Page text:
Revelation 9:16 MEANING

Revelation 9:16
(16) And the number . . .--Translate, And the number of the armies of the cavalry was two myriads of myriads. I heard the number of them. The writer heard, perhaps from some herald angel, the number of this vast army of horsemen; it was twice ten-thousand times ten thousand--i.e., two hundred millions. The number is like an echo from Psalm 68:17--"The chariots of God are twenty thousand (two myriads), even thousands (or, thousands of thousands) of angels." This utterly bewildering number might have been sufficient to keep interpreters from loVerse 16. - And the number of the army of the horsemen; and the number of the armies of the cavalry. No horsemen have hitherto been Minded to; but they are apparently the destroying host under the direction of the four angels. The symbol is, no doubt, chosen to signify power, of which horsemen or cavalry are an emblem. Were two hundred thousand thousand; or, twice myriads of myriads (cf. Jude 1:14-16, which is a quotation from Enoch; also Daniel 7:10). The number is, of course, not to be taken literally, but as signifying an exceeding great multitude. And I heard the number of them. Omit "and." St. John "heard the number" possibly from one of the elders, who had before instructed him (cf. Revelation 7:13). He states this, since so vast a multitude would be innumerable.

9:13-21 The sixth angel sounded, and here the power of the Turks seems the subject. Their time is limited. They not only slew in war, but brought a poisonous and ruinous religion. The antichristian generation repented not under these dreadful judgments. From this sixth trumpet learn that God can make one enemy of the church a scourge and a plague to another. The idolatry in the remains of the eastern church and elsewhere, and the sins of professed Christians, render this prophecy and its fulfilment more wonderful. And the attentive reader of Scripture and history, may find his faith and hope strengthened by events, which in other respects fill his heart with anguish and his eyes with tears, while he sees that men who escape these plagues, repent not of their evil works, but go on with idolatries, wickedness, and cruelty, till wrath comes upon them to the utmost.And the number of the army of the horsemen,.... This shows that the four angels before mentioned were men, and design generals of armies, or armies of men, even of horsemen; and manifestly point at the Turks, who were not only originally Persians, and had their name, as some say (e), from Turca in Persia, and from whence the Persians have their name, signifies an horseman; but the armies of the Turks chiefly consisted of horse, and what for show and for use, they had generally double the number of horses and mules as of men (f); and they are very good horsemen, and very dextrous at leaping on and off (g); and the horse's tail is still carried before the general, and principal officers, as an ensign expressive of their military exploits, and showing where their main strength lies. And the number of this mighty army, it is said,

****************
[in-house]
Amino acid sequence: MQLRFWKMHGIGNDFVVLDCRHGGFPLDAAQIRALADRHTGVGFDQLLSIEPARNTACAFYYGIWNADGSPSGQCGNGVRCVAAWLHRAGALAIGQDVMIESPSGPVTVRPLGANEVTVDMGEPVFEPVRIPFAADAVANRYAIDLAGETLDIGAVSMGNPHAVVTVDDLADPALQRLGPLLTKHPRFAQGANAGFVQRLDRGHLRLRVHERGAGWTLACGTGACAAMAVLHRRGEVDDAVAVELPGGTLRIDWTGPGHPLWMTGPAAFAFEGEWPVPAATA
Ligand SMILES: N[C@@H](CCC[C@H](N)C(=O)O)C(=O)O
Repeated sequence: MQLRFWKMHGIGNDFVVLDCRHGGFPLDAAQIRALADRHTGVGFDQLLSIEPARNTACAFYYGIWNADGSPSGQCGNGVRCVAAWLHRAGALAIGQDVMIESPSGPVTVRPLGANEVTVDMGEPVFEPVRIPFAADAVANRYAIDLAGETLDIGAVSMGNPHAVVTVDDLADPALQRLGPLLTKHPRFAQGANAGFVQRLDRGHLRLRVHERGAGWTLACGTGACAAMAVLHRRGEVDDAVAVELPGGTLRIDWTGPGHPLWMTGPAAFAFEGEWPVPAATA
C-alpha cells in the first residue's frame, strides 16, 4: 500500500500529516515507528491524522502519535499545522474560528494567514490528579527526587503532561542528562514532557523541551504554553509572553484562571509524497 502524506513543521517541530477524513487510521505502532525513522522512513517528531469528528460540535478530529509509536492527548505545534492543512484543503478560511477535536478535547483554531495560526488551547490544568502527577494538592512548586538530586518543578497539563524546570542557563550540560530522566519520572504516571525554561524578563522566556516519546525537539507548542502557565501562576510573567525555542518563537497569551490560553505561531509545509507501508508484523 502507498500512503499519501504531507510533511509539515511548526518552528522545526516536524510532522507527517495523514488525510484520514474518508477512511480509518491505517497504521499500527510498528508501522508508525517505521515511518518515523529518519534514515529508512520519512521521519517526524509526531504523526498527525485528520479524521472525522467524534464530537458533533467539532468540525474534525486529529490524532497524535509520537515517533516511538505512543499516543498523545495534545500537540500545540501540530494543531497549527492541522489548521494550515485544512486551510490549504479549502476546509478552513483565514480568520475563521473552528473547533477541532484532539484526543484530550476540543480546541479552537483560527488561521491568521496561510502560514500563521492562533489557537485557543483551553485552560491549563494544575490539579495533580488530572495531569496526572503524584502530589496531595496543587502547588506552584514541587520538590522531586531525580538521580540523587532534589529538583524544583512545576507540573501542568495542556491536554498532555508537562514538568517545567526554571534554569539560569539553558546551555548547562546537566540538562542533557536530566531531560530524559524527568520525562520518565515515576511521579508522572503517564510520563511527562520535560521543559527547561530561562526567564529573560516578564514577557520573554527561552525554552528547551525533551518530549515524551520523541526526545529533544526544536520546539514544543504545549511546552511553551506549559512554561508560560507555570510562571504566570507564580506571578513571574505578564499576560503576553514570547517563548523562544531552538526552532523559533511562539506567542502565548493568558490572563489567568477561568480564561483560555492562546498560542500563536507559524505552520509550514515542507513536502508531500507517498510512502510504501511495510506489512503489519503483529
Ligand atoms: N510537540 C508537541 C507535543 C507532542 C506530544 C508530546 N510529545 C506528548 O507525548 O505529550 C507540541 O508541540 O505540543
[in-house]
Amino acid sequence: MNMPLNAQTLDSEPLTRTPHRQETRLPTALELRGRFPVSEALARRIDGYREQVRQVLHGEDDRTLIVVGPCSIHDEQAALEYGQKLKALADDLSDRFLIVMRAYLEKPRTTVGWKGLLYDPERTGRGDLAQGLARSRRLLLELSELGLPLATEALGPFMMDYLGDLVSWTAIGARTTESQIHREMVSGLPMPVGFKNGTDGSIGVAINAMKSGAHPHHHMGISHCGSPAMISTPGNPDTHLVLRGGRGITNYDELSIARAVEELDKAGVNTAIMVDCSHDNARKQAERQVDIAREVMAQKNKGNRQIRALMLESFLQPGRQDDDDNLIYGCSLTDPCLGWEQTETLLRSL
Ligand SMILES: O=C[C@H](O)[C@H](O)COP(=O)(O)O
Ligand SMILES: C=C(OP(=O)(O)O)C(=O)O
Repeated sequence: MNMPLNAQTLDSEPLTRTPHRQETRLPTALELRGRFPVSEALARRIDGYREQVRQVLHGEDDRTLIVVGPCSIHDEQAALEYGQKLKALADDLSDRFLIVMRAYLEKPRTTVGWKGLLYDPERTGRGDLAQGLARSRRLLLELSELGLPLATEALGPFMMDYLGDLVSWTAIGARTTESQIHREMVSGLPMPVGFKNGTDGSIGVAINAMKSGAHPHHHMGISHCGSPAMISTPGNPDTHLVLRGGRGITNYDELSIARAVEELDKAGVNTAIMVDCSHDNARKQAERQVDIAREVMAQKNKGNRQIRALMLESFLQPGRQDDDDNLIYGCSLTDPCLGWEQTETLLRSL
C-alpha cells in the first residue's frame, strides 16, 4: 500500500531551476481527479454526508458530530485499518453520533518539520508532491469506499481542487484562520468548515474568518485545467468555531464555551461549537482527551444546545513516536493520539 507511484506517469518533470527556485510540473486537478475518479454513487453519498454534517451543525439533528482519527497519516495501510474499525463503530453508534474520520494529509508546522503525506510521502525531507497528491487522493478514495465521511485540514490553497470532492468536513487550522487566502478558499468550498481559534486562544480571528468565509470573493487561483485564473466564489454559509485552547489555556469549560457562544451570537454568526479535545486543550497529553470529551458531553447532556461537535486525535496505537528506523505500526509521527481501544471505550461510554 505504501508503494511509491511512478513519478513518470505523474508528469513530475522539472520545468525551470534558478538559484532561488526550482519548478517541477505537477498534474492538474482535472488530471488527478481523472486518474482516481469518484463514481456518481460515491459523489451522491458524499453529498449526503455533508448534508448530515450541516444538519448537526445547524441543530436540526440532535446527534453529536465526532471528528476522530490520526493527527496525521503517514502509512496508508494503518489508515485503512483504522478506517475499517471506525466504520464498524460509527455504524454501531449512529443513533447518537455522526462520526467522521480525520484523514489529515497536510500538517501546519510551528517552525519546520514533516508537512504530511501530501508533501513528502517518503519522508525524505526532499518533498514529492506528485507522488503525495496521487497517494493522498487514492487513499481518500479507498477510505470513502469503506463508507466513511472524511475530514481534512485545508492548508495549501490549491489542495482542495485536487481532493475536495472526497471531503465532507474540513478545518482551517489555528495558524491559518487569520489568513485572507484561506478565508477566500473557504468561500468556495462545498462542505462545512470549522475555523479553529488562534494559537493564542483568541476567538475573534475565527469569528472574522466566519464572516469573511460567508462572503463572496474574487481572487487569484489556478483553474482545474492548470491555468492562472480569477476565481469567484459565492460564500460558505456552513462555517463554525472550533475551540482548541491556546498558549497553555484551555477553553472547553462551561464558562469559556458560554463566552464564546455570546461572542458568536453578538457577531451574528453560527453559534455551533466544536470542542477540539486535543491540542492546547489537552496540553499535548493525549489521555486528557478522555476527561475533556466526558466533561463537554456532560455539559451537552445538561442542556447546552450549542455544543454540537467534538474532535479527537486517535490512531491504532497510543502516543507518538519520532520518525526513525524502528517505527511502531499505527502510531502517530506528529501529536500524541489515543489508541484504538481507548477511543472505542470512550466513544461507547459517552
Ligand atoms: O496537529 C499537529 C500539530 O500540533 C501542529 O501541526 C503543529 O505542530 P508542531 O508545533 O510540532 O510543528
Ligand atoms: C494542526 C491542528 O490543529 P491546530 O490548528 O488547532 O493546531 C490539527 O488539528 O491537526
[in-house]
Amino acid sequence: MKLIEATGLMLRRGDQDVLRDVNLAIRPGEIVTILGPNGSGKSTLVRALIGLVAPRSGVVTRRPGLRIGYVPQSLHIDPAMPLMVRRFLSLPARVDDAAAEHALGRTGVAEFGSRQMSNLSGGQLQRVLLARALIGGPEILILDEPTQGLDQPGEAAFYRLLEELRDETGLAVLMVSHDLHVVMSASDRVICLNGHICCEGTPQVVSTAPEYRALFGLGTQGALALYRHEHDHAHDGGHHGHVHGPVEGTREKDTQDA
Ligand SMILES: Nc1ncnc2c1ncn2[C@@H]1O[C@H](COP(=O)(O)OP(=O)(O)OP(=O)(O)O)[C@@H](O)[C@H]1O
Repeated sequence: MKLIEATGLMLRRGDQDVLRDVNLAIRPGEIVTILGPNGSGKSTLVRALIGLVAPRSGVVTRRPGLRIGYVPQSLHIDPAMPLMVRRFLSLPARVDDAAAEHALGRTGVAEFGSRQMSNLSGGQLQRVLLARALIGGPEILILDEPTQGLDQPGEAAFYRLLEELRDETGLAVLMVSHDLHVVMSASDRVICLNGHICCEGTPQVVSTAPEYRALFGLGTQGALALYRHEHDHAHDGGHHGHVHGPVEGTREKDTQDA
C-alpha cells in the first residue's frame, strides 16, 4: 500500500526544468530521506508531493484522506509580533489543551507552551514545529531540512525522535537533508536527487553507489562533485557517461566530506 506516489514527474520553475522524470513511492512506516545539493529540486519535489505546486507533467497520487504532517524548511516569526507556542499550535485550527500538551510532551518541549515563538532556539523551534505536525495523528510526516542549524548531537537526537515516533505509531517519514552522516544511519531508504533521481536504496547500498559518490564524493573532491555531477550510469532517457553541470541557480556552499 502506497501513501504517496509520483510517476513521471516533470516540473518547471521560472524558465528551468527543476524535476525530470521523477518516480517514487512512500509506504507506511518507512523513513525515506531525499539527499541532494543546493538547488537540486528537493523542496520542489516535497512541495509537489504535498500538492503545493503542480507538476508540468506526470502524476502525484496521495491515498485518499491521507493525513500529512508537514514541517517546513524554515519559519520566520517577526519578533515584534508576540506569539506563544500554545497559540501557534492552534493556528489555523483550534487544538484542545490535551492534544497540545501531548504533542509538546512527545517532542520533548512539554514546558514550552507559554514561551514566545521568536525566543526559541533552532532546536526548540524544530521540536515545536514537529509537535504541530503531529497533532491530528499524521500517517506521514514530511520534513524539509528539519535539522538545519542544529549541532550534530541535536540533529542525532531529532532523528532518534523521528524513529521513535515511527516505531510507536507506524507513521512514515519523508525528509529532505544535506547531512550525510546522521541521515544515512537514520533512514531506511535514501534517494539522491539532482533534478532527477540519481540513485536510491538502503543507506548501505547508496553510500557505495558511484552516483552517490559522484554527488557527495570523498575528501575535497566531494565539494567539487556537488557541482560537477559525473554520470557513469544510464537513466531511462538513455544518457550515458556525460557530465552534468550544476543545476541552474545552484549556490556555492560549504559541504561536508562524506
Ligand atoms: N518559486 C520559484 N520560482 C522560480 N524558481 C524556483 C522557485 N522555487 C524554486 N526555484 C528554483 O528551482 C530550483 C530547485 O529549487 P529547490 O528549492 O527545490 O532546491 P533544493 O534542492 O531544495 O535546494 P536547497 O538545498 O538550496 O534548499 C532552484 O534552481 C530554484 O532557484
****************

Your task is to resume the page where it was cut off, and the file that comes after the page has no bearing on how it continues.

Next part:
were two hundred thousand thousand; or "two myriads of myriads"; two hundred millions, or twenty thousand brigades of ten thousand each; that is, a very large and prodigious number, almost infinite and incredible, like the army of Gog and Magog, as the sand of the sea, Revelation 20:8. The Turks used to bring, and still do bring vast armies into the field: in the year 1396, Bajazet, with three hundred thousand men, fell upon sixty thousand Christians, killed twenty thousand of them, and lost sixty thousand of his own: against him afterward, in the year 1397, came Tamerlane the Tartar, with four hundred thousand horse, and six hundred thousand foot, and having killed two hundred thousand Turks, took Bajazet prisoner, and carried him about in a cage, in golden chains. In the year 1438, Amurath entered into Pannonia, with three hundred thousand horsemen: and in the year 1453, Mahomet took Constantinople with the like number (h); yea, it is said, that the army at the siege of that city consisted of forty myriads, or four hundred thousand men (i). It is reported, that the great Turk contemptuously sent to the emperor of the Romans a camel, or a dromedary, loaden with wheat, with this vow by a message, that he should bring against him as many fighting men as there were grains of wheat therein (k). And it is related (l), that when Ladislaus, king of Hungary, went out against Amurath with four and twenty thousand horse, Dracula, governor of Walachia, advised him not to attack the emperor of the Turks with so small an army, since he went out every day a hunting with more men than such a number:

and I heard the number of them; expressed by some angel, and therefore John was certain of it, otherwise he could not have told them.

(e) Laonic. Chalcocondylas de reb. Turc. l. 1. p. 6. (f) Ib. l. 7. p. 227, 255. (g) Laonic. Chalcocond. l. 2. p. 65. (h) Alsted. Chronol. p. 321. (i) Laonic. Chalcocond. l. 7. p. 255. (k) Napier in loc. (l) Bonfinius apud Pareum in loc.

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